In MMA, you see a lot of huge looping punches that could losely be described as overhands, but it looks more like a hail mary style punch (the guy usually ducks his head, looking at the ground and firing the shot like an angry rainbow of death and destruction). It's the methodical skilled strikers, or the ones with freakish attributes that have the killer overhands. Bustamante...he's got a good overhand, because his torso and arms are freakishly long.
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  9. #9
    Torakaka's Avatar
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    Quote Originally Posted by Omar
    Instead of the jab I am surprised more of you haven't used it against the cross that follows.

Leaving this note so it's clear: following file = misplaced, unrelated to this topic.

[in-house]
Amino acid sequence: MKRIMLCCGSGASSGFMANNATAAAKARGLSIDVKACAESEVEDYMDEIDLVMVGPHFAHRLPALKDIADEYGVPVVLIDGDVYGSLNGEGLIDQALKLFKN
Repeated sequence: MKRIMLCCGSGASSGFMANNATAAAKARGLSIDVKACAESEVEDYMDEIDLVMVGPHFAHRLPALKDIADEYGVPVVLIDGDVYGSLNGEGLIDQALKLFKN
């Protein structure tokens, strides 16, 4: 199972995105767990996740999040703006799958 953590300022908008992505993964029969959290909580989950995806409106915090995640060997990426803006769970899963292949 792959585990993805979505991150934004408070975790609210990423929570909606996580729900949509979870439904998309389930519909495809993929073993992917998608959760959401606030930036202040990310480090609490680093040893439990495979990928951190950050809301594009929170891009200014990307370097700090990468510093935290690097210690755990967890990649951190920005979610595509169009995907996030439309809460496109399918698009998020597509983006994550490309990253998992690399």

My favorite and one I have seen a lot of boxing KO's from, is basically if you imagine the picture posted above but with the guy on the right much farther to the left. In other words, slip the cross and kind of duck down to your left, under the cross or to the left of it and let your right hand fly as you slip past. Excellent leverage and you've outflanked him.

    I've done that exact thing to Kat in sparring many many times.

  10. #10
    solves problems with violence supporting member
    Ming Loyalist's Avatar
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    igor vovchanchyn uses this a LOT and knocks people out with it.

    we call it sau choy in my school.

    i use it a lot (another short guy here) and i often fight southpaw so i like to counter-punch the jab with it

    mach sakurai uses it a lot, especially against opposite guard. (watch the bushido 9 tournament for classic examples.)